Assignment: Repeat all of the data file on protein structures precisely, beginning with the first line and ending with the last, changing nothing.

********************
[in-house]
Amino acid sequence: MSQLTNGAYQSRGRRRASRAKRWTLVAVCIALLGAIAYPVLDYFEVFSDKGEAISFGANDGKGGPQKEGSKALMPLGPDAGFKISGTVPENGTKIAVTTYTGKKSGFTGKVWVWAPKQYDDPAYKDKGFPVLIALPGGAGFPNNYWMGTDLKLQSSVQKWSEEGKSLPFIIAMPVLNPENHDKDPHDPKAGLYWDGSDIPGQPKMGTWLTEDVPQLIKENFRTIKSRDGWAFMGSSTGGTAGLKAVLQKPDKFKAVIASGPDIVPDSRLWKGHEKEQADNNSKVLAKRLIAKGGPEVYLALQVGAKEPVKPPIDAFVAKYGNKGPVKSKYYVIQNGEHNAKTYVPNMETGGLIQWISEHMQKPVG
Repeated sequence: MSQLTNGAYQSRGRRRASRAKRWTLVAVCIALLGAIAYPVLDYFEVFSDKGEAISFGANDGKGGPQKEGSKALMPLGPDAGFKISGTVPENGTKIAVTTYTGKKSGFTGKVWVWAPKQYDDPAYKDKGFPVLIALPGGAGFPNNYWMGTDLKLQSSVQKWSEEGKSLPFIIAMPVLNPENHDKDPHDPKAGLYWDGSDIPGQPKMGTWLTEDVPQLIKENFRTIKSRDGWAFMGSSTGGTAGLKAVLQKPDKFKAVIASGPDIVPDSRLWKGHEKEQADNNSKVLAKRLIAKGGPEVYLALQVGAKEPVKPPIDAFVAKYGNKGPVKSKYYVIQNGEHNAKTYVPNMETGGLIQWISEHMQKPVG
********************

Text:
[in-house]
Amino acid sequence: MSQLTNGAYQSRGRRRASRAKRWTLVAVCIALLGAIAYPVLDYFEVFSDKGEAISFGANDGKGGPQKEGSKALMPLGPDAGFKISGTVPENGTKIAVTTYTGKKSGFTGKVWVWAPKQYDDPAYKDKGFPVLIALPGGAGFPNNYWMGTDLKLQSSVQKWSEEGKSLPFIIAMPVLNPENHDKDPHDPKAGLYWDGSDIPGQPKMGTWLTEDVPQLIKENFRTIKSRDGWAFMGSSTGGTAGLKAVLQKPDKFKAVIASGPDIVPDSRLWKGHEKEQADNNSKVLAKRLIAKGGPEVYLALQVGAKEPVKPPIDAFVAKYGNKGPVKSKYYVIQNGEHNAKTYVPNMETGGLIQWISEHMQKPVG
Repeated sequence: MSQLTNGAYQSRGRRRASRAKRWTLVAVCIALLGAIAYPVLDYFEVFSDKGEAISFGANDGKGGPQKEGSKALMPLGPDAGFKISGTVPENGTKIAVTTYTGKKSGFTGKVWVWAPKQYDDPAYKDKGFPVLIALPGGAGFPNNYWMGTDLKLQSSVQKWSEEGKSLPFIIAMPVLNPENHDKDPHDPKAGLYWDGSDIPGQPKMGTWLTEDVPQLIKENFRTIKSRDGWAFMGSSTGGTAGLKAVLQKPDKFKAVIASGPDIVPDSRLWKGHEKEQADNNSKVLAKRLIAKGGPEVYLALQVGAKEPVKPPIDAFVAKYGNKGPVKSKYYVIQNGEHNAKTYVPNMETGGLIQWISEHMQKPVG